Friday, February 19, 2016

Adventure Comics #32

These are dark days for this blog, for that amazing resource Comic Book Archives has finally had its plug pulled by a vengeful DC Comics. Which means we're back to secondary sources for much of DC history not currently collected in Archive editions.

What I can tell you about this issue is that, apparently, Barry O'Neill picks up where he left off last time in Fang Gow's flooded room trap. Barry quickly finds a way to deactivate the trap and, it does make sense to have a way of deactivating the trap in the same room as the trap -- for the meta-gaming reason of helping Heroes stay alive, as well as the practical reason of allowing villains to deactivate their own traps if they happen to get caught in them.

A hideout burns down in Steve Carson's Federal Men adventure.  Players will always have to weight carefully the option of burning the hideout down. Will innocents be harmed? Will valuable trophies by damaged or destroyed? Do the mobsters have an escape route to get out, or will they charge out and attack the Heroes en masse?  Would the Heroes have an easier time going in and picking off the bad guys room-by-room?  In this case, the fire is accidental and caused by a dropped cigarette. Smoking rates really peaked post-War, but smoking was still very popular in the pre-War years. Smoking mobsters could be as big a danger to master criminals as Heroes.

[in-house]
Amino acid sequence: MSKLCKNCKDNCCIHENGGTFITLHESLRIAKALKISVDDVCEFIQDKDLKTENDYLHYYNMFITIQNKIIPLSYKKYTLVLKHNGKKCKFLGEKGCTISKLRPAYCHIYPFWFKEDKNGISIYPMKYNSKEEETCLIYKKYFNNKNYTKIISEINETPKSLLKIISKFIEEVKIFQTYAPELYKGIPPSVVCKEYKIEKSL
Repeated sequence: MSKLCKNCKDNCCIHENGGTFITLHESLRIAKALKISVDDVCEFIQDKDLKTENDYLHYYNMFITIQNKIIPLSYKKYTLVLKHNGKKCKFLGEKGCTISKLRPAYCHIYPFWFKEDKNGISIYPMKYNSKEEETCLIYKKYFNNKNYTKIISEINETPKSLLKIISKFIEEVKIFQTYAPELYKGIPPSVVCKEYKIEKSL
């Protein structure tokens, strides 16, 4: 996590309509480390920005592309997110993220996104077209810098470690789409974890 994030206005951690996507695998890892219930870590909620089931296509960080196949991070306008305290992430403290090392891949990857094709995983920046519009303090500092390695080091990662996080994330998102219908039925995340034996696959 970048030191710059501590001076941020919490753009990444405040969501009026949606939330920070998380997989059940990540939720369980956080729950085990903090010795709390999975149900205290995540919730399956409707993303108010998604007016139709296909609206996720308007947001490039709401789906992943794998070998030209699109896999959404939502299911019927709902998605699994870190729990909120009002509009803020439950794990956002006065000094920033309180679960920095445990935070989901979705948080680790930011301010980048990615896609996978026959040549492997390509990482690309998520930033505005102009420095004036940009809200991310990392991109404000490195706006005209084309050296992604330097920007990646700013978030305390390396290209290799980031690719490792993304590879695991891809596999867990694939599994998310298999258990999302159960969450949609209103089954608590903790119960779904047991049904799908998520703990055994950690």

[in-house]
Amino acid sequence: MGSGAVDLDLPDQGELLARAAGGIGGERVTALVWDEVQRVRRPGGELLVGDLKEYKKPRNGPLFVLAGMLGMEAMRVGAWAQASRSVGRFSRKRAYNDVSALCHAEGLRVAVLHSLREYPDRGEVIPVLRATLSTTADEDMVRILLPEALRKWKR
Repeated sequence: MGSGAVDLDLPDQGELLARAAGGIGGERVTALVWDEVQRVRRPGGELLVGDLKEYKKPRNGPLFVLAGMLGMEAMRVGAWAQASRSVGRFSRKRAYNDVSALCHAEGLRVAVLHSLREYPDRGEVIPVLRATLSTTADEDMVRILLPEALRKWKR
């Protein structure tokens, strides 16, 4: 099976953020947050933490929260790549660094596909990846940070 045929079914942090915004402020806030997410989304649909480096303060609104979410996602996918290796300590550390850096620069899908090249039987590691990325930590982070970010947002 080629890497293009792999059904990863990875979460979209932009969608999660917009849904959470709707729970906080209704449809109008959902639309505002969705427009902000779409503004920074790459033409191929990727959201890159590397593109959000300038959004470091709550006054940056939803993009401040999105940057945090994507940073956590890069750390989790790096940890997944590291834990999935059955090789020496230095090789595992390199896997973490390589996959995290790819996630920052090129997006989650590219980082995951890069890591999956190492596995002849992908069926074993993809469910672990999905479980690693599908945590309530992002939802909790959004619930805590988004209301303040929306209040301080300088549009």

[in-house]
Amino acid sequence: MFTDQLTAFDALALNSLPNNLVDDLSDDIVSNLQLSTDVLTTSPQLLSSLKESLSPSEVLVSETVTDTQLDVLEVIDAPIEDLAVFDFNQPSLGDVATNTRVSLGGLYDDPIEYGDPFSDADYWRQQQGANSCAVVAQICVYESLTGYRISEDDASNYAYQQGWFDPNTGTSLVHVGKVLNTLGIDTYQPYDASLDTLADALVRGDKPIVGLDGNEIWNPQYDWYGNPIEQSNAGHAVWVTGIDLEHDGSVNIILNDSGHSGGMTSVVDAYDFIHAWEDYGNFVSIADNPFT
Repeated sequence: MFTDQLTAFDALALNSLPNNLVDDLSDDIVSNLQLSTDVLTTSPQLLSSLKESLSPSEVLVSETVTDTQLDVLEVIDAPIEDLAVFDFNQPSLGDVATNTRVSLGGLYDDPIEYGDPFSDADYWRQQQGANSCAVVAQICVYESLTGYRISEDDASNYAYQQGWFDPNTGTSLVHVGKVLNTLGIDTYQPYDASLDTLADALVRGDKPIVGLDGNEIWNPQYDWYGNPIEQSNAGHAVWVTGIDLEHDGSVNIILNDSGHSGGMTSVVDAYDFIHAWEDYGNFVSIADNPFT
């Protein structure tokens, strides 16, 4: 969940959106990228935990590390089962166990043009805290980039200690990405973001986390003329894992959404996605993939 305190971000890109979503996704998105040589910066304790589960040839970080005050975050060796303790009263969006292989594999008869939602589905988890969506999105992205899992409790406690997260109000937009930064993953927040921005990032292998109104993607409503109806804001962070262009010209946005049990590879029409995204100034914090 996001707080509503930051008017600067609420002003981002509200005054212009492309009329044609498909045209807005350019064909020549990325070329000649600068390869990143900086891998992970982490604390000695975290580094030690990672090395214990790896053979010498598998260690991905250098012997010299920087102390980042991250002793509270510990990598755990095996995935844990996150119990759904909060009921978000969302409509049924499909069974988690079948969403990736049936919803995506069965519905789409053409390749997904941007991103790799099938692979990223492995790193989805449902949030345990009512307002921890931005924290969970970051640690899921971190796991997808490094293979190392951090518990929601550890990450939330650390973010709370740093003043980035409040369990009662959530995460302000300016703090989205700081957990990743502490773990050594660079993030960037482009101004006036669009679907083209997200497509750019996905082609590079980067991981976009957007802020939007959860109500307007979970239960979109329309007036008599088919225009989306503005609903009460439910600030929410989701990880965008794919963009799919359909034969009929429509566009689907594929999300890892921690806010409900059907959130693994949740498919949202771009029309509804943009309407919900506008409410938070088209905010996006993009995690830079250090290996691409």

Dale Daring, in her adventure, deals with the touchy subject of colonization, South American rubber plantations, and slave-like labor. Bear in mind that this is 1938, so Dale's progressive position is that the natives should be treated well and not beaten -- not paid a fair wage, allowed to unionize, or other modern considerations. Players should not be penalized for approaching these issues from a modern perspective, but neither should they be penalized for putting themselves in the mindset of the times.

The Captain Desmo adventure pits him against bandits and, like many earlier comic books, treats "bandits" as an ethnic/cultural role. Also like in some comic books, these bandits are well-armed with both rifles and machine guns.

Pre-Aragorn, Steve in Rusty and His Pals uses pillows stuffed in a bed to fool an assassin. This seems to be such an old trick that it must work on most people, unless they make a save vs. plot (like seeing through a disguise).

(Summaries read at the DC Comics Wiki)

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